The end result is pretty clear – entire industries rely on these technologies, but are constantly awash in a tidal wave of new features without the time to clearly identify, evaluate and decide upon the implementation of these.
Furthermore – Product Managers, those folks responsible for shaping the future of those technologies, often struggle to get input from users, let alone guide their teams to deliver effective training as new releases are rolled out.
Point 2: Customer Success Teams are the new, ‘Release Trainers’: If you work in tech, the term Customer Success is all the rage (probably is elsewhere as well, though under a different name). And if you work in tech, the dominant role of Customer Success teams is to act as the driving force behind application feature knowledge and product adoption. What has the tech industry provided these road warriors? PDFs, PowerPoint and sky miles programs. For all of the tech industry’s love of building tools, they somehow forgot to build their Customer Success teams a tool to help drive adoption and inform vast user communities of the changes that are taking place while facilitating an ongoing discussion. They email out PDFs and wait for better solutions.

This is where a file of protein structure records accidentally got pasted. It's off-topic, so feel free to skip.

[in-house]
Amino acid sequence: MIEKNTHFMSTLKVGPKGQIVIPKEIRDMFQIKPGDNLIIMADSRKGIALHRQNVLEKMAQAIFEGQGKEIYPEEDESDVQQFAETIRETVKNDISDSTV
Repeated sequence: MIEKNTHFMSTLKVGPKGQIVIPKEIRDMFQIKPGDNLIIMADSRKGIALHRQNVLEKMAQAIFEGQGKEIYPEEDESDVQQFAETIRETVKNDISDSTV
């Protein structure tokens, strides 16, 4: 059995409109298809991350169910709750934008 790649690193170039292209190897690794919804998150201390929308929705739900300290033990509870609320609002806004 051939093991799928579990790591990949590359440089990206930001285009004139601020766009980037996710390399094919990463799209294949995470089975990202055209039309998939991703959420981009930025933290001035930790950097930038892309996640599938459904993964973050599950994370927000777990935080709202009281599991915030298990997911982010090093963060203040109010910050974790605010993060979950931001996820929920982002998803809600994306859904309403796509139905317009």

Point 3: Learning Management Systems (LMS) are not Training Delivery or Application Knowledge Management Systems and that’s what Product Managers and Customer Success teams need: Learning Management Systems, such as Cornerstone, Master Control, ComplianceWire, Moodle & Blackboard, are really Learning Administration Systems. They can store a curriculum, a database of learners, serve up organized content and track completion towards goals, but that kind of structure doesn’t lead to adoption (or really even learning).
Learning is driven by an individual’s immediate need or curiosity. They take their immediate need or curiosity, go to a location, articulate this to that application (do a search) and are taken to knowledge. In many respects, Google is a better, truer, LMS than every LMS on the market. But Google is for websites with open content. It’s really for marketing. What about KnowledgeBases and Help Sites and Forums…all those pre-cloud tools? Why not use those?
Go back to Point 1 & 2.
Large cloud platforms can see a new release with anywhere from 5 to 50 new features every 4 to 12 weeks making it impossible to solve adoption through documentation, KnowledgeBases and complicated training programs.